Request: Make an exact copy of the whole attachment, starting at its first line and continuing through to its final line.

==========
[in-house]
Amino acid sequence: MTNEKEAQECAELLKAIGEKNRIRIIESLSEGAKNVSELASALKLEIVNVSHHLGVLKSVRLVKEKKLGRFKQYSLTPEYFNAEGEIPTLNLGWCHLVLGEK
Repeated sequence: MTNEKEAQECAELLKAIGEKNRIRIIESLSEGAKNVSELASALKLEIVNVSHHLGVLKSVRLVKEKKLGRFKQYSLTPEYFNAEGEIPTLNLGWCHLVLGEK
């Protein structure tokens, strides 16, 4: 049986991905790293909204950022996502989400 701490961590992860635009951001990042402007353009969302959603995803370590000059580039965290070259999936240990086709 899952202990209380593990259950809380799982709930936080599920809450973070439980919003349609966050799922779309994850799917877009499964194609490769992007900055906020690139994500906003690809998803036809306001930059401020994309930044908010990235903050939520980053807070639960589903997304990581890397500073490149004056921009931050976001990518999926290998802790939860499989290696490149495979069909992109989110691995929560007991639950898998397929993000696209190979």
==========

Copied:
[in-house]
Amino acid sequence: MTNEKEAQECAELLKAIGEKNRIRIIESLSEGAKNVSELASALKLEIVNVSHHLGVLKSVRLVKEKKLGRFKQYSLTPEYFNAEGEIPTLNLGWCHLVLGEK
Repeated sequence: MTNEKEAQECAELLKAIGEKNRIRIIESLSEGAKNVSELASALKLEIVNVSHHLGVLKSVRLVKEKKLGRFKQYSLTPEYFNAEGEIPTLNLGWCHLVLGEK
């Protein structure tokens, strides 16, 4: 049986991905790293909204950022996502989400 701490961590992860635009951001990042402007353009969302959603995803370590000059580039965290070259999936240990086709 899952202990209380593990259950809380799982709930936080599920809450973070439980919003349609966050799922779309994850799917877009499964194609490769992007900055906020690139994500906003690809998803036809306001930059401020994309930044908010990235903050939520980053807070639960589903997304990581890397500073490149004056921009931050976001990518999926290998802790939860499989290696490149495979069909992109989110691995929560007991639950898998397929993000696209190979």